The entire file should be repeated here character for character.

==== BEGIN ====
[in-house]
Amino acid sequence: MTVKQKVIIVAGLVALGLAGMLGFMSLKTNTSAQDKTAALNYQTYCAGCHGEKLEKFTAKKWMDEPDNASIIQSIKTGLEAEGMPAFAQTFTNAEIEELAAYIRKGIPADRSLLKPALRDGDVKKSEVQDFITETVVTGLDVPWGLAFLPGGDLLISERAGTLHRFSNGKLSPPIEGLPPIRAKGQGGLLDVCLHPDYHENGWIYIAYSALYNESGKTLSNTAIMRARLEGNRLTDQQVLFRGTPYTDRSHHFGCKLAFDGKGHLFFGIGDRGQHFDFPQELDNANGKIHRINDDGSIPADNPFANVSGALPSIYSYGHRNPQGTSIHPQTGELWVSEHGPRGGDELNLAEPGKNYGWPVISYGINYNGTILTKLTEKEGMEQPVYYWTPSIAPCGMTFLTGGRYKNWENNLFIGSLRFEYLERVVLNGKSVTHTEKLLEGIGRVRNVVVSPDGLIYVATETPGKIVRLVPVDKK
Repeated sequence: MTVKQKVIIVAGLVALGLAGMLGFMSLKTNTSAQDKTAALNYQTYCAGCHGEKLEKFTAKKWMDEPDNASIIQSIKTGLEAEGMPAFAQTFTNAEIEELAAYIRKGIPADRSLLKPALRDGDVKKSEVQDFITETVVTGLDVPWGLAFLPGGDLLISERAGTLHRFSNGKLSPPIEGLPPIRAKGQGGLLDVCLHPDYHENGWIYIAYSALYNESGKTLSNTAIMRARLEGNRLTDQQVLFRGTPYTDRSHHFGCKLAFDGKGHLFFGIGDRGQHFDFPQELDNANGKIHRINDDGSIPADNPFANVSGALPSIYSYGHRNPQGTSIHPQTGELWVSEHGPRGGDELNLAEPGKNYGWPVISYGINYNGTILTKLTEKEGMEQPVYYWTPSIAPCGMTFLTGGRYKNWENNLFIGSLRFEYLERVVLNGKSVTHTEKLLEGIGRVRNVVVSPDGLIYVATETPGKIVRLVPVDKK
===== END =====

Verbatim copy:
[in-house]
Amino acid sequence: MTVKQKVIIVAGLVALGLAGMLGFMSLKTNTSAQDKTAALNYQTYCAGCHGEKLEKFTAKKWMDEPDNASIIQSIKTGLEAEGMPAFAQTFTNAEIEELAAYIRKGIPADRSLLKPALRDGDVKKSEVQDFITETVVTGLDVPWGLAFLPGGDLLISERAGTLHRFSNGKLSPPIEGLPPIRAKGQGGLLDVCLHPDYHENGWIYIAYSALYNESGKTLSNTAIMRARLEGNRLTDQQVLFRGTPYTDRSHHFGCKLAFDGKGHLFFGIGDRGQHFDFPQELDNANGKIHRINDDGSIPADNPFANVSGALPSIYSYGHRNPQGTSIHPQTGELWVSEHGPRGGDELNLAEPGKNYGWPVISYGINYNGTILTKLTEKEGMEQPVYYWTPSIAPCGMTFLTGGRYKNWENNLFIGSLRFEYLERVVLNGKSVTHTEKLLEGIGRVRNVVVSPDGLIYVATETPGKIVRLVPVDKK
Repeated sequence: MTVKQKVIIVAGLVALGLAGMLGFMSLKTNTSAQDKTAALNYQTYCAGCHGEKLEKFTAKKWMDEPDNASIIQSIKTGLEAEGMPAFAQTFTNAEIEELAAYIRKGIPADRSLLKPALRDGDVKKSEVQDFITETVVTGLDVPWGLAFLPGGDLLISERAGTLHRFSNGKLSPPIEGLPPIRAKGQGGLLDVCLHPDYHENGWIYIAYSALYNESGKTLSNTAIMRARLEGNRLTDQQVLFRGTPYTDRSHHFGCKLAFDGKGHLFFGIGDRGQHFDFPQELDNANGKIHRINDDGSIPADNPFANVSGALPSIYSYGHRNPQGTSIHPQTGELWVSEHGPRGGDELNLAEPGKNYGWPVISYGINYNGTILTKLTEKEGMEQPVYYWTPSIAPCGMTFLTGGRYKNWENNLFIGSLRFEYLERVVLNGKSVTHTEKLLEGIGRVRNVVVSPDGLIYVATETPGKIVRLVPVDKK